Keeping tabs on the players the Rockets traded to LA in the Chris Paul deal
Approaching the anniversary of the Chris Paul sign-and-trade deal, there’s an opportunity to check in on Patrick Beverley and the rest of the players that Houston sent to LA in the trade. Think of it as an episode of “Keeping Up with the Kardashians” if “Keeping Up with the Kardashians” was a lot better and about basketball players.
June 28 will mark one year since Houston acquired star point guard Chris Paul in a sign-and-trade with the Los Angeles Clippers. As the Rockets recorded a record-breaking season with Paul and James Harden at the helm, the pieces Houston sent to acquire the nine-time All-Star were undergoing their own exploits.
Patrick Beverley was probably the only asset that Rockets fans were truly upset to give up. The 6’1″ point guard spent five seasons in Houston, displaying an unparalleled level of defensive aggressiveness that made him a fan favorite and eventually earned him an All-Defensive First Team selection in 2017.
His career with the Clippers has been brief so far; cut short by a knee surgery that sidelined him for the majority of this past season. He only appeared in eleven games, averaging 12.2 points, 2.9 assists, and 1.6 steals in that small sample size.
But Beverley still managed to create some memorable moments the few games he played; most memorably the friendly welcome into the NBA that he extended to rookie Lonzo Ball on opening night.
Beverley was given an expected recovery time of nine months after his surgery but was cleared for all basketball activities earlier this month, three months ahead of schedule. It’s not at all surprising to anyone who knows of Beverley that he’d not let a knee surgery keep him down too long.
The Clippers have a team option on the final year of Beverley’s contract, and the guard is also eligible for an extension, should the team opt to keep him around.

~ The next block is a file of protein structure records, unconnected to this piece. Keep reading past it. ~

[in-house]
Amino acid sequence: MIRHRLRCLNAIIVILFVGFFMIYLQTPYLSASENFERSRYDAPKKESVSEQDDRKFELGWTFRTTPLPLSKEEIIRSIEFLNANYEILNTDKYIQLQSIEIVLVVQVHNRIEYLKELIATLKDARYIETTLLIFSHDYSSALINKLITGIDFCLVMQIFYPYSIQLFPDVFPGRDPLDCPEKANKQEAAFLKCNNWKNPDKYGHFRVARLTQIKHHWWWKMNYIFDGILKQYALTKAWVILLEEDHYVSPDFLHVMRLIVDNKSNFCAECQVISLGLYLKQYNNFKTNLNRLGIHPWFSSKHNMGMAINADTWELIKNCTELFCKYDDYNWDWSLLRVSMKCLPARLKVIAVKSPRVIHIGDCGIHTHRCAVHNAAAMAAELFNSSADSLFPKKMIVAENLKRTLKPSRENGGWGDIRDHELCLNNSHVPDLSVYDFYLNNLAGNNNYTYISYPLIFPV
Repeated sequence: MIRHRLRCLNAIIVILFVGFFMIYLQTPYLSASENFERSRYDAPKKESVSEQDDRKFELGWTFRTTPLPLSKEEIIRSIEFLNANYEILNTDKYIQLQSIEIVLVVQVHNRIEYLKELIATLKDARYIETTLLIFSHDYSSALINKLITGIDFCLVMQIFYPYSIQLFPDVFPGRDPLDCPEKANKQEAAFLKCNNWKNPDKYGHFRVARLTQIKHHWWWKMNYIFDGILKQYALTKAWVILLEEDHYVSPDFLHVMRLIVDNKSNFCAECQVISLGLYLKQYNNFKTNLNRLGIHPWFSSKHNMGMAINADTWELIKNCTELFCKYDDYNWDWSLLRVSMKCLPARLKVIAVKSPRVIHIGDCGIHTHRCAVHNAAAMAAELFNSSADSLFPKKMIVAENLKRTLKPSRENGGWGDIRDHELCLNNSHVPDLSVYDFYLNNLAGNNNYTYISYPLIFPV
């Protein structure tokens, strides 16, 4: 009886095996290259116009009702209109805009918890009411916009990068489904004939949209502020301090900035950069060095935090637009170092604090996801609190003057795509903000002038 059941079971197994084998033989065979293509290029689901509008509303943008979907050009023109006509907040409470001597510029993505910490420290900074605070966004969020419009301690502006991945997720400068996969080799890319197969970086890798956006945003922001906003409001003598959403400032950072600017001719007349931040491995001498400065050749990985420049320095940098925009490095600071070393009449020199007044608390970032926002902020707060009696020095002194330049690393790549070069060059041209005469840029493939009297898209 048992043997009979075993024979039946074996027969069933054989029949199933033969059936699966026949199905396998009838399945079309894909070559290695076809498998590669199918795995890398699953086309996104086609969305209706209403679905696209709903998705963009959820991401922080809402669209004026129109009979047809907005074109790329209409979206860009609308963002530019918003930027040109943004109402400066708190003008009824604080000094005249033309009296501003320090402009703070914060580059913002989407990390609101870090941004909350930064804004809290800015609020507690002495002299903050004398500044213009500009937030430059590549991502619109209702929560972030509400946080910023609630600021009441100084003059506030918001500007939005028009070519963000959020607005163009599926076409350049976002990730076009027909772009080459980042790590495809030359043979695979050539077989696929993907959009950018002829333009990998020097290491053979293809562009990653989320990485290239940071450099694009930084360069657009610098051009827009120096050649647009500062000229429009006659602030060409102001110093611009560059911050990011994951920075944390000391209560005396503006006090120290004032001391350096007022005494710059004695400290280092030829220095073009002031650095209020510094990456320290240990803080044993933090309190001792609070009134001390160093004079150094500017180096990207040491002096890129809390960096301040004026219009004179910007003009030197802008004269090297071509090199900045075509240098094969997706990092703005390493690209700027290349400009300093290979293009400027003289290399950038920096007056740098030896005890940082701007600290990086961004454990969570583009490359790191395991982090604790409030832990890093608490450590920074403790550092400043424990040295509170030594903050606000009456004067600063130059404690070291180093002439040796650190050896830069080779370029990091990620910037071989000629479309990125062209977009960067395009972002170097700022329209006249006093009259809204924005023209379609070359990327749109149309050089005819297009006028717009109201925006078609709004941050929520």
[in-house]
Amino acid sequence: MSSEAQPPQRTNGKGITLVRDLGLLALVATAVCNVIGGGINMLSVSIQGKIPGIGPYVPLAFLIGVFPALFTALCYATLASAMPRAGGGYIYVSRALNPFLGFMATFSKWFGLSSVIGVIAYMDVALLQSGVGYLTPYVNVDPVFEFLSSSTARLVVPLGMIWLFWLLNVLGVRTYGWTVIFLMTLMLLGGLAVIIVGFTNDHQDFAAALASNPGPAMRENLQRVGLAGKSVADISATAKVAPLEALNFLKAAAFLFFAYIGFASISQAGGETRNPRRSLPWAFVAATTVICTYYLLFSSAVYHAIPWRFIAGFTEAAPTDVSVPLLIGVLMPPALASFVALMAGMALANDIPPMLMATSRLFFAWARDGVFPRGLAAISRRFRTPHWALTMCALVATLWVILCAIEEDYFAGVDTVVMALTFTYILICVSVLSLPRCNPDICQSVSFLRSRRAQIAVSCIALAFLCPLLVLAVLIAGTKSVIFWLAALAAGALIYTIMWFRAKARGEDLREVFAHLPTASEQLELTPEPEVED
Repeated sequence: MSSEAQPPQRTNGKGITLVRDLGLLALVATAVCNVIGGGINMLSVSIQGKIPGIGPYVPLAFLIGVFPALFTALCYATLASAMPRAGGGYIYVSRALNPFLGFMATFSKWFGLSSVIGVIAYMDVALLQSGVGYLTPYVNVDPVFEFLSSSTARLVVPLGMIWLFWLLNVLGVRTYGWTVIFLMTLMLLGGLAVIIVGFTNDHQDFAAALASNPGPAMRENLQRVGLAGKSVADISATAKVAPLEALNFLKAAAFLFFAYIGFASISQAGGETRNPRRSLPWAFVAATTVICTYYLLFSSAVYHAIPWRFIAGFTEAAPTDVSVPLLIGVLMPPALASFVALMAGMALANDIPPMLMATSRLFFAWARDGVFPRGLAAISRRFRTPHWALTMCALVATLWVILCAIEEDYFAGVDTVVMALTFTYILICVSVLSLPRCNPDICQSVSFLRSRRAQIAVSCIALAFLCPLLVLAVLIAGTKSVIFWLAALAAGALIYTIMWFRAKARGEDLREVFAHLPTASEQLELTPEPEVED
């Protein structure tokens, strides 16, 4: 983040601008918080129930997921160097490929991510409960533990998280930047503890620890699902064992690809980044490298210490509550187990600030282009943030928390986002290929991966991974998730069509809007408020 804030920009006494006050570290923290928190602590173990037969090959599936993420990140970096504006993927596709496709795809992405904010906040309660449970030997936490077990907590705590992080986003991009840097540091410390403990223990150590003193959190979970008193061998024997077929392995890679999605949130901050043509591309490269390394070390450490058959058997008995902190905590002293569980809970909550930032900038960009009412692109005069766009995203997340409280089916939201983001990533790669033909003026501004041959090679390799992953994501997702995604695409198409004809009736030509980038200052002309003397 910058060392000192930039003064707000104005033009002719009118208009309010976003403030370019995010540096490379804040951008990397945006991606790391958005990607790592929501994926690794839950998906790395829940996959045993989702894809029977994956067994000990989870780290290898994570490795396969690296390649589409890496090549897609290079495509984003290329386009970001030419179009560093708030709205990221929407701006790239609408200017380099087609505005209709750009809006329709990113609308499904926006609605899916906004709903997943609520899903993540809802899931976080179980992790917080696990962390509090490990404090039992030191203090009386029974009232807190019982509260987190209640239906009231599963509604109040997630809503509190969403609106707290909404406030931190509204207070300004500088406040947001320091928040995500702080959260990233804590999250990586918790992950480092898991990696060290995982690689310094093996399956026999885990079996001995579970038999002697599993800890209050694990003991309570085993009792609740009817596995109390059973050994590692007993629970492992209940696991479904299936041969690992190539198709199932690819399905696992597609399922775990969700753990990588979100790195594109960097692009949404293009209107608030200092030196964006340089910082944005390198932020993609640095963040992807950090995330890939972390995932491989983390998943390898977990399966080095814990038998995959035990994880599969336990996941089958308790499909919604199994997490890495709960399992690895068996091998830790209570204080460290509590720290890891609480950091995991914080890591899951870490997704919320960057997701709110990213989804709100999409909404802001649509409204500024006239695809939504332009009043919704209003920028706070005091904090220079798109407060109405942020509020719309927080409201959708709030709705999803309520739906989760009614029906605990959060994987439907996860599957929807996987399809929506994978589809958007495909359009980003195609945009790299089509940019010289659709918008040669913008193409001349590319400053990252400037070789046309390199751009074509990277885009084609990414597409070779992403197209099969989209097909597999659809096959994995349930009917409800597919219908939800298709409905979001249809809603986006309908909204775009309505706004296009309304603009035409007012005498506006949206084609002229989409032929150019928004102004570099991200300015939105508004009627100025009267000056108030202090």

Wherever he ends up this offseason (Houston), the fans (in Houston) will without a doubt love watching him torment his match-up night after night while being the motor that drives his team (the Rockets).
And on a quick and non-basketball related note, his mother, Lisa Beverley, won the showcase on “The Price is Right” last month.
Moms won price is right!!! Is litttt!!!! Let me hold one of those cars mama!!!!
— Patrick Beverley (@patbev21) May 2, 2018
Sam Dekker, another player that Houston shipped out in exchange for Paul last June, was taken by the Rockets with the 18th overall pick in the 2015 NBA draft. He was still developing during his time in Houston and found mostly limited minutes on a team vying for a championship.
He is very much still a developing player with LA, and his minutes-per-game mark saw a decrease this year from 18.4 in his last year with Houston to 12.1 with the Clippers, who are fairly deep at the forward slots.
On the positive side of things, Dekker has not, to my knowledge, hit himself in the face with the basketball while on a fastbreak this year, bringing his BHFPG (Ball Hits to the Face Per Game) down from 1.0 to 0.0 (stat via myself).
Dekker has the potential to provide competent floor spacing and offensive production for his team once he develops a bit more and adds some polish to his game.
Montrezl Harrell, taken with the Rocket’s 32nd overall pick in the same draft as Dekker and also a part of the Paul trade, has continued to shape into a solid NBA big in his time with Los Angelas.
Though his counting stats didn’t improve much in his third year in the league, they also didn’t drop off at all, which is impressive considering he was transitioning on to a new team that was also in its own state of transition.
Harrell averaged 11.0 points, 4,0 rebounds, and 0.7 blocks in 17.0 minutes per game across 76 games.
Lou Williams is the only other player that Houston shipped in the trade that had played meaningful minutes for the team. The Lakers traded him at the previous deadline and ironically sent back to LA during the off-season.
Irony or no irony, Williams played his role well for the Clippers, leading the team in scoring with 22.4 points per game on a 43.5% shooting clip. The team rewarded his play with a 3-year, $24 million dollar extension that may finally keep him in one place for a while after being a journeyman for the last several years of his career.
Next: Summer League Rockets include several recognizable names
So for any fans that still miss the players that were sacrificed for the greater good of championship contention, there’s at least some consolation in the players being in positive situations, and in the fact that their moms are winning game shows.